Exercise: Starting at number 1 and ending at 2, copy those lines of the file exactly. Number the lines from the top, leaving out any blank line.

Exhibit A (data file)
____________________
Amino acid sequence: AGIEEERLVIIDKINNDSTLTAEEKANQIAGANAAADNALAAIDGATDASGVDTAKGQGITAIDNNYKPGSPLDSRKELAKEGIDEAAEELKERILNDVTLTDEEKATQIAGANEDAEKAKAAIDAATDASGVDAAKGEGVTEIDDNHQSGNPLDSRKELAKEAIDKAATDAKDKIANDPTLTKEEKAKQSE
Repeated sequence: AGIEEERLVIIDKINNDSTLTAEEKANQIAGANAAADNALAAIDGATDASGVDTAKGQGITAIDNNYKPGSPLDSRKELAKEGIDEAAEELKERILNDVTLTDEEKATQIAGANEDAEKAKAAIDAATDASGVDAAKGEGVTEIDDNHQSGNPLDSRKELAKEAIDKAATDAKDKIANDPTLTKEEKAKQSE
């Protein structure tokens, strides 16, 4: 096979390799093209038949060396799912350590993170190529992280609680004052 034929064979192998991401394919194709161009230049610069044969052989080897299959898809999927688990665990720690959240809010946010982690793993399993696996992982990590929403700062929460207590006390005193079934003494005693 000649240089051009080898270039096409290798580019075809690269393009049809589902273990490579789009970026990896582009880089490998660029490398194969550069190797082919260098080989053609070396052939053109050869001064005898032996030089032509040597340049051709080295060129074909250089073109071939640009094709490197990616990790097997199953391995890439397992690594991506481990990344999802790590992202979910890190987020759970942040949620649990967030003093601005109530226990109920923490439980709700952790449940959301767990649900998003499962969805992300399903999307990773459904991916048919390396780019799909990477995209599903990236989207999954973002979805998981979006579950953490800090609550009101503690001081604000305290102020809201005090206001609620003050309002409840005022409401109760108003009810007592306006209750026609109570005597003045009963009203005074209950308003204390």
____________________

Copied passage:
Amino acid sequence: AGIEEERLVIIDKINNDSTLTAEEKANQIAGANAAADNALAAIDGATDASGVDTAKGQGITAIDNNYKPGSPLDSRKELAKEGIDEAAEELKERILNDVTLTDEEKATQIAGANEDAEKAKAAIDAATDASGVDAAKGEGVTEIDDNHQSGNPLDSRKELAKEAIDKAATDAKDKIANDPTLTKEEKAKQSE
Repeated sequence: AGIEEERLVIIDKINNDSTLTAEEKANQIAGANAAADNALAAIDGATDASGVDTAKGQGITAIDNNYKPGSPLDSRKELAKEGIDEAAEELKERILNDVTLTDEEKATQIAGANEDAEKAKAAIDAATDASGVDAAKGEGVTEIDDNHQSGNPLDSRKELAKEAIDKAATDAKDKIANDPTLTKEEKAKQSE